“Whether or not you believe in the light or dark arts; witchcraft and voodoo practices remain true”

The nights are drawing in, Halloween is only next month, and we’ll soon be entering the dark side of the year.

I’ve just restarted work on my next book INCUBUS, a supernatural thriller, due out next year, and, interestingly, during my research for the book, I came across my own blog post from a few years ago, so I thought I’d share it with you.

Be advised,  you may find some parts of this blog post disturbing.

They say that things come in threes, but who exactly are they?

That depends on your beliefs, your interests. If you’re a writer then three tends to be the beginning, the middle and the end of a story; set the scene, build up the tension and then deliver a climactic finale. In Wiccan/Pagan practices, the rule of three tends to be based on the belief that what you put out into the world (positive or negative energy) you will receive back, sometimes ‘threefold.’

“Omne trium perfectum” ‘all threes perfect’.

Halloween; the day when the veil separating the dead and the living is lifted for one night releasing ghosts, goblins, trolls (super heroes in unimaginative households) and witches onto our streets.

If I asked you to describe a witch you’d most likely describe an old hag with a hooked nose, a collection of warts and a gothic wardrobe malfunction.  The reality is somewhat different.  Real world witches don’t wait for Halloween to make an appearance, nor do they dress in black, and, in this century, they tend to use cars, not broomsticks.

Or do they?

It seems that witches are making a comeback.  They had been banished under the weight of vampire, wizard and fantasy novels but recent reports suggest that there’s been a rise in demand for books featuring the Wicca ladies. Playing to this demand were films like, Into the Woods, featuring Meryl Streep, Ryan Murphy’s (creator of Nip Tuck and the surprisingly successful American Horror Story) Coven, Witches of the East End, featuring Julia Ormond, SALEM and so on.

Witches have featured in many fables, and have been persecuted throughout the centuries in a negative context.

However, most witches would argue that their practices don’t seek to cause harm and that this is a stereotype born out of ignorance. They’d say that a real witch’s primary instinct is to love Mother Nature and everything in it. That they are no different to billions of other devout worshippers around the world, only they worship  Wicca; a religion influenced by pre-Christian beliefs that observes seasons and life cycles and affirms the existence of supernatural power (Magick) and of both male and female deities who inhere in nature.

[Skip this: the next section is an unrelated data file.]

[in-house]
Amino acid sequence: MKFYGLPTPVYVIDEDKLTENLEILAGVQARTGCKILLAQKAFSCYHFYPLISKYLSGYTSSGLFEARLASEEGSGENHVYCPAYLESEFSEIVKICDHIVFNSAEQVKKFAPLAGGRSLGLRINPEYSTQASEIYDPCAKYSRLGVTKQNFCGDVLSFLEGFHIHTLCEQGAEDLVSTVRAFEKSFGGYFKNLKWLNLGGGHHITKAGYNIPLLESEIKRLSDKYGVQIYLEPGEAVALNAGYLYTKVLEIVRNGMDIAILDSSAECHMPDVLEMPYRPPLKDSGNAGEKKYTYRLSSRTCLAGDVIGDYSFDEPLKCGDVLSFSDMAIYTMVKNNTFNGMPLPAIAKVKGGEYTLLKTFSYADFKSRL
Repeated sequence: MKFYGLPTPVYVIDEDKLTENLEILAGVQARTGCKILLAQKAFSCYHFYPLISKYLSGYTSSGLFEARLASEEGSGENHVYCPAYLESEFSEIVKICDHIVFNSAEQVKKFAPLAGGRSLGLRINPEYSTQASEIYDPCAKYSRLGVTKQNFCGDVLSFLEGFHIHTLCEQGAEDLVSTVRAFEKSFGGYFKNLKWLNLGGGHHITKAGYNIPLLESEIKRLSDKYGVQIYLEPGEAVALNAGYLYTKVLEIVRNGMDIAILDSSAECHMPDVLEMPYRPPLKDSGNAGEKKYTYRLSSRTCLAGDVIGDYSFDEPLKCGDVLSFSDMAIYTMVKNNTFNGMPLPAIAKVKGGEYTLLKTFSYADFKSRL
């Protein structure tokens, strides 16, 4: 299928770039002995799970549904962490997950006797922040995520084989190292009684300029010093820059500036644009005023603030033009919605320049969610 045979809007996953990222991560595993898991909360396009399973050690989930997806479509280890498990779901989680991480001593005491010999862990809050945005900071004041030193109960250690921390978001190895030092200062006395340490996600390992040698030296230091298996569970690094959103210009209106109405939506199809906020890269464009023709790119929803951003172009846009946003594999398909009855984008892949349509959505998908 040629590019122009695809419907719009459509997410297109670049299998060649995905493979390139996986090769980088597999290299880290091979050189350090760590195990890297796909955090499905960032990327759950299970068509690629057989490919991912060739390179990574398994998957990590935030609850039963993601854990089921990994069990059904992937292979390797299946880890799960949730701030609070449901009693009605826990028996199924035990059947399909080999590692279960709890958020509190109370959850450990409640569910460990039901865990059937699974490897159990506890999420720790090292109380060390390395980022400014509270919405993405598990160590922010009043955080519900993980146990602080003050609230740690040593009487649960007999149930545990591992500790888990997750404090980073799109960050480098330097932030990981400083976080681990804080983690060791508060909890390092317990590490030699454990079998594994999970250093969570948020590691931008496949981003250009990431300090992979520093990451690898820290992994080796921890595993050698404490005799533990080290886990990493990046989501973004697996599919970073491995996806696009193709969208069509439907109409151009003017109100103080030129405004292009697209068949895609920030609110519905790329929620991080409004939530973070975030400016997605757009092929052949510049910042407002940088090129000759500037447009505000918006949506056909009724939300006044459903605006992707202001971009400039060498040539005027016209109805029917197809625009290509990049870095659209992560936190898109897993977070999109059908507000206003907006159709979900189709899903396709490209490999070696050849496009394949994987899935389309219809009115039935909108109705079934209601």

The word Wicca was derived from the Anglo Saxon word ‘wicce’, which means to have


The witching hour – Witchcraft is still practised today, but its true motivation remains unknown.

wisdom, so as to bend or shape like a wicker for a basket.  Wicca actually stands for a male witch. A female witch is called a ‘wicce’


Curiously, not all witches were assumed to be harmful practitioners of the craft. The term ‘witch doctor’ was in use in England before it came to be associated with Africa and then, of course, New Orleans. ‘Toad Doctors’ were also credited with the ability to ‘undo’ evil witchcraft.

Yet, it’s the belief in Magick and the practice in associated spells that has led to the demise of many throughout time as it was believed that the powers of Magick originate from the devil with whom witches align themselves in order to possess their powers.  Thus witches (or wizards) engaged in such practices were alleged to reject Jesus and sacraments and perform infernal rites that parody mass or other sacraments of the church by instead paying honour to the Prince of Darkness in thanks for his gift of supernatural power.  Indeed, it is folkloric belief that a witch is branded, like the brand on cattle, by the devil to signify that a pact had been made.

One of the most infamous persecutions in British history is that of the Pendle Witches of Lancashire.

1612, a turbulent time in England, an era rife with religious persecution and superstition.  Local magistrates, eager to find favour with a superstitious King, became particularly overzealous in their persecutions and committed to making an example of all of those suspected of devil worship and witchcraft.

In August 1612, ten people were executed on the Moors of Lancashire, having been tried and found guilty of witchcraft at Lancaster castle. Specifically, they had been charged with causing madness, making clay images and using witchcraft to murder sixteen people over twenty years although the evidence against them was flimsy, based on hearsay and superstition. Evidence that wouldn’t even have been entertained in modern day court.  Nonetheless, ten people from the Pendle area lost their lives, five of which were from two families, each having implicated the other.